Initially represented client in FTT deportation appeal allowed on basis of Article 8, which arose from six year sentence imposed when client was a young child. Successfully argued no error of law in SSHD appeal to the Upper Tribunal.
Successfully argued error of law based on failure to properly consider risk on return in event that client continued her political activity as blogger. Subsequently represented client in successful FTT appeal following remittal.
Mark has extensive experience of magistrates’ court proceedings and has a particular interest in the treatment of vulnerable clients with mental health conditions. He has successfully advanced a defence of temporary insanity after securing an adjournment to obtain supportive psychiatric evidence and has also persuaded a court to re-open mode of trial and send a case to the Crown Court for fitness to plead to be determined.
Mark has represented clients charged with a wide range of offences including s.18 GBH, importation of Class A drugs, being in charge of a dangerous dog causing injury, outraging public decency, money laundering and licensing offences.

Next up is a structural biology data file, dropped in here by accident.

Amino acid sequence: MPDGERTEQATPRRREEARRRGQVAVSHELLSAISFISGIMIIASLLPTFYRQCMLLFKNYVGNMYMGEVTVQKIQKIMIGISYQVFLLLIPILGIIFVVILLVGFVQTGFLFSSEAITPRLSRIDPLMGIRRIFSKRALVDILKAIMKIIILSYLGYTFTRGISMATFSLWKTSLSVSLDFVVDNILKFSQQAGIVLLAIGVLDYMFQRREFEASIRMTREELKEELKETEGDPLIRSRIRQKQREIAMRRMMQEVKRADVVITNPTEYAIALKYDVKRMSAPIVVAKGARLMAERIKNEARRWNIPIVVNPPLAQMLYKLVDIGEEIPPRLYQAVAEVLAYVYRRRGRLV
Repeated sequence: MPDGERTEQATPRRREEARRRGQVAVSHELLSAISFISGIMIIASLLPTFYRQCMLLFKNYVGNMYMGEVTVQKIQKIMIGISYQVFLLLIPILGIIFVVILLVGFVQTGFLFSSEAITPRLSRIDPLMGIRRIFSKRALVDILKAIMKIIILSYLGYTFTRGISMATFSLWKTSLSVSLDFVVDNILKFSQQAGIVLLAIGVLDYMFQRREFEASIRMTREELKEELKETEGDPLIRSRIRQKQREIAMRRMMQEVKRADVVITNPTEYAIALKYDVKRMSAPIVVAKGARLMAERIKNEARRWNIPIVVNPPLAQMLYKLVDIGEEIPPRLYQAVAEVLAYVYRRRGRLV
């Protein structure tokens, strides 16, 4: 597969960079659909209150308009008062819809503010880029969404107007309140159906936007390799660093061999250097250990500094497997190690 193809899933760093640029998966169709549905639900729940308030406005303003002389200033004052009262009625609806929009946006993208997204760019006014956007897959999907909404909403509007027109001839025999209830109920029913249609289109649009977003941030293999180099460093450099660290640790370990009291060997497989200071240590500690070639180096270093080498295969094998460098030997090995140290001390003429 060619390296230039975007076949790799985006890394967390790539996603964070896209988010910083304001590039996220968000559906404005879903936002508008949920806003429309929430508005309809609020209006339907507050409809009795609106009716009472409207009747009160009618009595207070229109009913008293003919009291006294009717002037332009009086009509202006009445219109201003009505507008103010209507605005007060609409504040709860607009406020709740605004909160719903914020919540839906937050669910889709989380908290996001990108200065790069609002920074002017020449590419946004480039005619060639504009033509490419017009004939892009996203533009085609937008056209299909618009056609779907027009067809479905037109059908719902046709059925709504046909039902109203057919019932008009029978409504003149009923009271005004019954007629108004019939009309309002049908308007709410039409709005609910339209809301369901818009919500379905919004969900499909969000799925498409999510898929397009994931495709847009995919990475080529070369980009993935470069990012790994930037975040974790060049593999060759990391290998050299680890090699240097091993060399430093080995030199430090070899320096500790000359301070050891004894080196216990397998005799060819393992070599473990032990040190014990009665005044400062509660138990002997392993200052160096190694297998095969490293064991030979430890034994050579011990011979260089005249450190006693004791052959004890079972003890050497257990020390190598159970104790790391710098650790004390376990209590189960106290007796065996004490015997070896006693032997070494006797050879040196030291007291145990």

Mark undertakes a full range of Crown Court work and has represented clients in trials concerning allegations of possession of a bladed article (acquitted after establishing defence of ‘good reason’) and voyeurism (first jury failed to reach verdict; convicted at re-trial).
Mark acts for clients at Parole Board hearings in prisons across London and the south of England. He has experience of representing clients subject to life sentences, indefinite sentences for public protection and determinate sentences following administrative recall.
Prior to completing pupillage at One Pump Court in 2017, Mark practised as an immigration solicitor. He primarily represented clients in the Detained Fast Track (DFT) process, through which he acquired experience of preparing complex asylum appeals within short time frames. He also represented clients in applications for bail and asylum appeals. Mark’s last asylum case resulted in a successful public law challenge to a refusal to remove a client from the DFT process despite evidence of trafficking, thereby contributing to the suspension of the DFT in July 2015 (R (on the application of IK, Y, PU) v Secretary of State for the Home Department, CO/479/201).
Mark qualified as solicitor whilst working as a Legal Adviser at Nottingham Magistrates’ Court where he provided advice to lay magistrates in adult, youth and family courts. Prior to this he worked for several years investigating potential miscarriages of justice at the Criminal Cases Review Commission. One review contributed to the quashing of a 1986 murder conviction, where confession evidence was held to have been wrongly admitted (R v James  EWCA Crim 1433). In another case, Mark’s legal analysis of the implications of an apparently unsigned indictment led to convictions being set aside by the House of Lords (R v Clarke and McDaid  UKHL 8).